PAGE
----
‘Finally, A Church That Is Acting Like A Church’: Iowa Diocese Bans Preferred Pronouns, Insists On Traditional Bathrooms, Locker Rooms

One Catholic diocese is leading the charge against wokeism, insisting that students and worshippers use bathrooms and lockers consistent with their biological sex and banning the use of preferred pronouns in schools and parishes.

Woke activists have reacted with anger that the Diocese of Des Moines in Iowa, which started implementing its anti-woke policies on Monday, is openly fighting back against the woke agenda while supporters have gratefully acknowledged the efforts of the diocese.

“Any parochial, organizational, or institutional documentation which requires the designation of a person’s sex is to reflect that person’s biological sex,” the diocese writes. “No person may designate a ‘preferred pronoun’ in speech or in writing when related to ministry activities of any kind, nor are parishes, organizations, or institutions to permit such a designation. To permit the designation of a preferred pronoun, while intended as an act of charity, instead promotes the dissociation of biological sex and ‘gender’ and thereby confuses or denies personal integrity.”

“All persons must use the bathroom or locker room that matches their biological sex,” the diocese continues. “Diocesan parishes, organizations, and institutions are permitted to have individual-use bathrooms that are available for all members of the respective community.”

“Finally, a church that is acting like a church,” one supporter declared, according to The Daily Mail.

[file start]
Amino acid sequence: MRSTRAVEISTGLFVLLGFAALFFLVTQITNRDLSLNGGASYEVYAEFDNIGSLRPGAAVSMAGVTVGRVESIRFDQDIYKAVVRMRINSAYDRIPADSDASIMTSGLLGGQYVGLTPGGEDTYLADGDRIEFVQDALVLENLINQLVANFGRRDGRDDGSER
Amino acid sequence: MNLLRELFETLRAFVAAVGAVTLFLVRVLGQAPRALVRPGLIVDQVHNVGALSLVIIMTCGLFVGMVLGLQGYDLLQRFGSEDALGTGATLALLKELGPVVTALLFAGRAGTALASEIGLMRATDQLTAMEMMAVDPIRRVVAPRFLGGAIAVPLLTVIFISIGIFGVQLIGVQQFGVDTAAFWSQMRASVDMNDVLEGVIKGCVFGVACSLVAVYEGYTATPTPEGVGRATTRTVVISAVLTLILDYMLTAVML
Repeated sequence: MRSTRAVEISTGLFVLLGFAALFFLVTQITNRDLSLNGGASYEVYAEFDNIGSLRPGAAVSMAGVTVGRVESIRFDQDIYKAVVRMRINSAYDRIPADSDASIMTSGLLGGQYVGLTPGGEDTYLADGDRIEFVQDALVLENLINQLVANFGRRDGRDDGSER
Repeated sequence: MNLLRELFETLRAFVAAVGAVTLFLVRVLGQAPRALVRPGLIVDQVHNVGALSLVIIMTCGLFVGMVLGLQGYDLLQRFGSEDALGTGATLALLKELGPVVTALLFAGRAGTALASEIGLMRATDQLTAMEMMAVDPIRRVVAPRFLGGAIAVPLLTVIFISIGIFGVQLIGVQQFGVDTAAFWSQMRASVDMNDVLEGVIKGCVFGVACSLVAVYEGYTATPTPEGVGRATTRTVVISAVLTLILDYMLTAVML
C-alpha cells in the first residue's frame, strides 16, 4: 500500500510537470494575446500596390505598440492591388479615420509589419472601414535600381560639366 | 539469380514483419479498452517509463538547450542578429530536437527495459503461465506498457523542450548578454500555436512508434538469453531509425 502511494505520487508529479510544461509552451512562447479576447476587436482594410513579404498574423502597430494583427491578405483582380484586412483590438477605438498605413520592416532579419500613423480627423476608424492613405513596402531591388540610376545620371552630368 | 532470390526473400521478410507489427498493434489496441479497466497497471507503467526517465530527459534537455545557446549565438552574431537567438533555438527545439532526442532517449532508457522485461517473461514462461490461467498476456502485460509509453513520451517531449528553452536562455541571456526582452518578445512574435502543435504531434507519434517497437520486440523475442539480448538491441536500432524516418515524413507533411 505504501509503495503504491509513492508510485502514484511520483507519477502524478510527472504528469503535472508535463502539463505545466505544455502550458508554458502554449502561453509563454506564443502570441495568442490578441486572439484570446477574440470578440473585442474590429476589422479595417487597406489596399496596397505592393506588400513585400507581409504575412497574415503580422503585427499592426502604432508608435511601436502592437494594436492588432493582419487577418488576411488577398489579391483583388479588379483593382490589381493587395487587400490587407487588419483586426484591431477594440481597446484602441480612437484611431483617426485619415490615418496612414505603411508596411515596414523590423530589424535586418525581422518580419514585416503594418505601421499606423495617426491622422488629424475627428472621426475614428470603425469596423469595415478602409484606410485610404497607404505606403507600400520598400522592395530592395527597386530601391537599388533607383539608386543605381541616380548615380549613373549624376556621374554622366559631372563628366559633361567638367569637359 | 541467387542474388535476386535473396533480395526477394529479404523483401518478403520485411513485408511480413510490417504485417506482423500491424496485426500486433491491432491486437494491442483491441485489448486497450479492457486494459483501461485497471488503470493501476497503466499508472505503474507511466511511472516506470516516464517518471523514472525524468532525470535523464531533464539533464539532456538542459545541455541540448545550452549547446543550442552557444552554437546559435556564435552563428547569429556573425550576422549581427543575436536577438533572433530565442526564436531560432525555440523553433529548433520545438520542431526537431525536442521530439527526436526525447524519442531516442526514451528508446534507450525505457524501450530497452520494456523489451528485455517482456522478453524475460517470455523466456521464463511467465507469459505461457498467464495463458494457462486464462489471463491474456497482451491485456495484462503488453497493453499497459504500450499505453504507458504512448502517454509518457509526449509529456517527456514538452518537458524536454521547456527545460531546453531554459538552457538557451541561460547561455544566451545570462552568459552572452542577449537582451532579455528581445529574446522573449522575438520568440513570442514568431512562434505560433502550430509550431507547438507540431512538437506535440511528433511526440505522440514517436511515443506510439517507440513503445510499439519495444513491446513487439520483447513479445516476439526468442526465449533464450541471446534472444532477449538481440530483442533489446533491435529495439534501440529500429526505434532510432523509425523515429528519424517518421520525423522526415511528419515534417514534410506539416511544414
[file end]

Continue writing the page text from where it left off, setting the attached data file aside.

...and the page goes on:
But State Sen. Claire Celsi, a Democrat, snapped, “This is not what Jesus would do,” telling the Des Moines Register, “To actually come out, and say, ‘We’re going to stamp this out, we’re going to pretend like it doesn’t exist,’ and issue this kind of edict is, I think, reprehensible.” And Courtney Reyes, executive director of the LGBTQ+ equality organization One Iowa, chimed in, “You cannot pretend to be compassionate while misgendering people and denying them access to any and all spaces under your control.”

The diocese writes:

The Church’s teaching that our identities as male and female are established as part of God’s providential plan for humanity. … While there are obvious cultural and individual variations in how gender roles and personal qualities are expressed and accented, each person is called to a life of wholeness and integration, which in this context means an alignment between his or her gender identity and his or her sexual identity manifested at birth. …

A person’s “gender” is inseparable from biological sex. The Catechism states that “Sexuality affects all aspects of the human person in the unity of his body and soul.”  Therefore, while biological sex and gender—or the socio-cultural manifestation of sex as well as “psychological identity” —can be distinguished, they can never be separated.

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